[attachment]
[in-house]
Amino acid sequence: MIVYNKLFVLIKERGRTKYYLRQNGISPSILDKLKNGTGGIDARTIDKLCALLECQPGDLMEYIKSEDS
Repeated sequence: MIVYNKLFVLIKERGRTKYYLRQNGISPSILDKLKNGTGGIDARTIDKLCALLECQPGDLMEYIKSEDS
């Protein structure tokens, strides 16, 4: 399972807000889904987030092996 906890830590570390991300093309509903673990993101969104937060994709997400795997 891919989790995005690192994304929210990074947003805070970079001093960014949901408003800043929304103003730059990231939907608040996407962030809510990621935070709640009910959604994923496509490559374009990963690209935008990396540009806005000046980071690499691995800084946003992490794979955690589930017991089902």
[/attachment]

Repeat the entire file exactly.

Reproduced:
[in-house]
Amino acid sequence: MIVYNKLFVLIKERGRTKYYLRQNGISPSILDKLKNGTGGIDARTIDKLCALLECQPGDLMEYIKSEDS
Repeated sequence: MIVYNKLFVLIKERGRTKYYLRQNGISPSILDKLKNGTGGIDARTIDKLCALLECQPGDLMEYIKSEDS
């Protein structure tokens, strides 16, 4: 399972807000889904987030092996 906890830590570390991300093309509903673990993101969104937060994709997400795997 891919989790995005690192994304929210990074947003805070970079001093960014949901408003800043929304103003730059990231939907608040996407962030809510990621935070709640009910959604994923496509490559374009990963690209935008990396540009806005000046980071690499691995800084946003992490794979955690589930017991089902």